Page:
Assistant Professor of Environmental Engineering
The Pennsylvania State University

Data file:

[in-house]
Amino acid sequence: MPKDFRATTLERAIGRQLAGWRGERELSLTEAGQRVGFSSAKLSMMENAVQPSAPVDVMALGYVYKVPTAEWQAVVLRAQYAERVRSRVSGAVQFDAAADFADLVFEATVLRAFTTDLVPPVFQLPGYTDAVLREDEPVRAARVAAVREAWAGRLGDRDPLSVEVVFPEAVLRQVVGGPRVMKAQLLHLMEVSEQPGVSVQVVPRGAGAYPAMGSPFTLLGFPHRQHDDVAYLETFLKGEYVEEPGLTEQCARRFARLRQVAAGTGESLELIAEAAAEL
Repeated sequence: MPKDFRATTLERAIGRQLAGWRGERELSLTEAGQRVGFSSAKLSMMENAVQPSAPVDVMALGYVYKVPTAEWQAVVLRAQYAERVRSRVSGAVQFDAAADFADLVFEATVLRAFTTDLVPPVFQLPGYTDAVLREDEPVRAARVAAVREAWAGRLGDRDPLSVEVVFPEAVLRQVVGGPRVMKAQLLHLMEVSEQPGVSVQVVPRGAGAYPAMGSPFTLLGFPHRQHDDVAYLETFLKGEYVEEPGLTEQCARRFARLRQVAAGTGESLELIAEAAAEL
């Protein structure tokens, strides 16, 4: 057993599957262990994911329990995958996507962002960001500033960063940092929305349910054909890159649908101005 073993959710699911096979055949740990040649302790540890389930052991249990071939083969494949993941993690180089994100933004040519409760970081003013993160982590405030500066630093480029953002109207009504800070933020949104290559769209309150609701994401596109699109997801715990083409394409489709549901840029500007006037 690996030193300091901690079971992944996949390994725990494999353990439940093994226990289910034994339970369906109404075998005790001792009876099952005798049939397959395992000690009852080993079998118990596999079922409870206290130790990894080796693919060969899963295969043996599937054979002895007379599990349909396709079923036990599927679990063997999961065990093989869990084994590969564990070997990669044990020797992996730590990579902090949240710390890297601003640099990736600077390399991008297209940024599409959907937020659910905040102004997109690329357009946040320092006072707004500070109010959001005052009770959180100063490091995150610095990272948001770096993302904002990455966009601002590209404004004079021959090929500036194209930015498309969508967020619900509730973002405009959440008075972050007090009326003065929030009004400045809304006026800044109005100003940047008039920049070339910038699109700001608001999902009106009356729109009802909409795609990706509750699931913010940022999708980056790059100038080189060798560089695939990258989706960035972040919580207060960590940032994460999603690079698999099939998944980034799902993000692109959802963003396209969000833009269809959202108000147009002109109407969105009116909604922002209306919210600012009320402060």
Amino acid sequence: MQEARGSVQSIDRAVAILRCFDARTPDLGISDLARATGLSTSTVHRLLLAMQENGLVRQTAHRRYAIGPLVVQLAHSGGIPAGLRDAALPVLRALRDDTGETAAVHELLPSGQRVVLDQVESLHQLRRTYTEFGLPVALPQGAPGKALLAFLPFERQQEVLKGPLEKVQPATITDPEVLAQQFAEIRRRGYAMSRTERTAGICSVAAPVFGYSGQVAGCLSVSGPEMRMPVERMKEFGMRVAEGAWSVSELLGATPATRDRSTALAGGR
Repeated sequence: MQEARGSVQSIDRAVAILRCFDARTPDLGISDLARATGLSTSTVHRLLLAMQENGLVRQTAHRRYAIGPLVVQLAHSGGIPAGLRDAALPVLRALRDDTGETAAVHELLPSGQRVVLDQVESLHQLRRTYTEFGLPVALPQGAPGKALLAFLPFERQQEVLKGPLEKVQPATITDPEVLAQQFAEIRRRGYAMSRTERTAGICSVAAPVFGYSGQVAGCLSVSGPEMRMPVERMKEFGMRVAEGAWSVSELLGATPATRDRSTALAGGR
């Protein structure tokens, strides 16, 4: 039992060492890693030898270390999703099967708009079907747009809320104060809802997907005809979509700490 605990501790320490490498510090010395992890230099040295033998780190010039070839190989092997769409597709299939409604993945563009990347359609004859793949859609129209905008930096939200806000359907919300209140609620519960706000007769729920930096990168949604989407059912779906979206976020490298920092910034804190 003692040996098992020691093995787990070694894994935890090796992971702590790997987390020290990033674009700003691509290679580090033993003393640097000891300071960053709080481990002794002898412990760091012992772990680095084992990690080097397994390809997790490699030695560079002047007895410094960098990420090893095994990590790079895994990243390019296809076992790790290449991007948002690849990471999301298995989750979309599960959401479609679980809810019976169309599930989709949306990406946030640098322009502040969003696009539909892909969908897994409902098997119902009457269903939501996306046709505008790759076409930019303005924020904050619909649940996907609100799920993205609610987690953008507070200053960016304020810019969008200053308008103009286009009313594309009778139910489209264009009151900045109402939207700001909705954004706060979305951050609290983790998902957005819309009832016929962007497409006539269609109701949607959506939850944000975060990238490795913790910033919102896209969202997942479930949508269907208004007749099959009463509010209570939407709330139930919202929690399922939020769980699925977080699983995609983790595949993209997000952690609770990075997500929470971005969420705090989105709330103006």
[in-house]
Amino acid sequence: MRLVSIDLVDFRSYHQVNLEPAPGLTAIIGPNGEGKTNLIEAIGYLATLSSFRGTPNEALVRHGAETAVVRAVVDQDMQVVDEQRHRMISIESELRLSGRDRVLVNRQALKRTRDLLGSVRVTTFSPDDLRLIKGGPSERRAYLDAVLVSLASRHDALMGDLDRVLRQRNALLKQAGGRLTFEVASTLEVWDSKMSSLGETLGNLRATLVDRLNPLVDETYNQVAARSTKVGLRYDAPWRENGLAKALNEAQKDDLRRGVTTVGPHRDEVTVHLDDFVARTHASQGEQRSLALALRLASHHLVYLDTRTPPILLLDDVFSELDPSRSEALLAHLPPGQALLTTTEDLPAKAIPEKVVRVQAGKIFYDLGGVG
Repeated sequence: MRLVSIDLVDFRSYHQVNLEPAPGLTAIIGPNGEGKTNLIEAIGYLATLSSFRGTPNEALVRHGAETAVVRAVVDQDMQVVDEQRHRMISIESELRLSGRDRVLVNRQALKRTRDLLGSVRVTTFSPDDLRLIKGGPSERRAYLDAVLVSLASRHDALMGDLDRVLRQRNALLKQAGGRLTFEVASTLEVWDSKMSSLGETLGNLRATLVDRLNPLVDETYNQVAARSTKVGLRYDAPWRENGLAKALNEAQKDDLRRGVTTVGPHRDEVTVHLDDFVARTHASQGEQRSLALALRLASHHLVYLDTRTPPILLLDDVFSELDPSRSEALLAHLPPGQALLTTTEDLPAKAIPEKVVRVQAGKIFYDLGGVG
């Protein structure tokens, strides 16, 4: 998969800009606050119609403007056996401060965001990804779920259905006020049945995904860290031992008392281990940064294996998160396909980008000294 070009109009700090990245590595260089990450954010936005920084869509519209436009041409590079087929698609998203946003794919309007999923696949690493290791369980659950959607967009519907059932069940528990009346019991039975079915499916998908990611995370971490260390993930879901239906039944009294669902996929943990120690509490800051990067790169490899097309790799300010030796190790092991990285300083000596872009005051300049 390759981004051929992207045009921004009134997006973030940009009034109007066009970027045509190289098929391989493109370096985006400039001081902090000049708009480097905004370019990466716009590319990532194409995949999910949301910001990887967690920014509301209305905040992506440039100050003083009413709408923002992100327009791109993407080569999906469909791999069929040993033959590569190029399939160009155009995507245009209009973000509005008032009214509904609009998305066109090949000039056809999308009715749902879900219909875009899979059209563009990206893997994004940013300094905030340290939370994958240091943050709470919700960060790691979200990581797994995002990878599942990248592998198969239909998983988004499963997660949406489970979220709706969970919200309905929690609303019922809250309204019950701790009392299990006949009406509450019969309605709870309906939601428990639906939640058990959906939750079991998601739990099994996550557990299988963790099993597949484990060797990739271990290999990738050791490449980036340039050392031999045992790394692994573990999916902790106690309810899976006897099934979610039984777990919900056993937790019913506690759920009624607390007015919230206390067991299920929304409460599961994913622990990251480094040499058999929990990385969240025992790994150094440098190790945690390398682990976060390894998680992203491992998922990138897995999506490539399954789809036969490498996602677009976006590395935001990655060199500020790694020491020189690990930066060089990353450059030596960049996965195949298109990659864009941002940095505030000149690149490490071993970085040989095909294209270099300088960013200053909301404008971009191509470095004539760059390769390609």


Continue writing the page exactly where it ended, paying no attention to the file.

As the most abundant biopolymer on earth, cellulose is a significant renewable resource that has the potential to be converted to useful energy carriers and satisfy a fraction of our energy needs. This talk will present our work on the microbial conversion of cellulose to hydrogen and electricity. Certain microbes can hydrolyze cellulose and ferment the glucose monomers to hydrogen and various soluble products. We characterized the hydrogen yields and production rates from six mesophilic, cellulolytic clostridia species, and found that Clostridium cellulolyticum and Clostridium populeti catalyzed the highest hydrogen yields from cellulose and achieved 25–100% higher hydrogen production rates than the other species. We then coupled the cellulose hydrolysis and fermentation by C. cellulolyticum with anode reduction by Geobacter sulfurreducens in a microbial fuel cell for the production of cellulose-derived electricity. Neither of these bacteria could independently produce electricity from cellulose, but their combined phenotypes successfully catalyzed this conversion.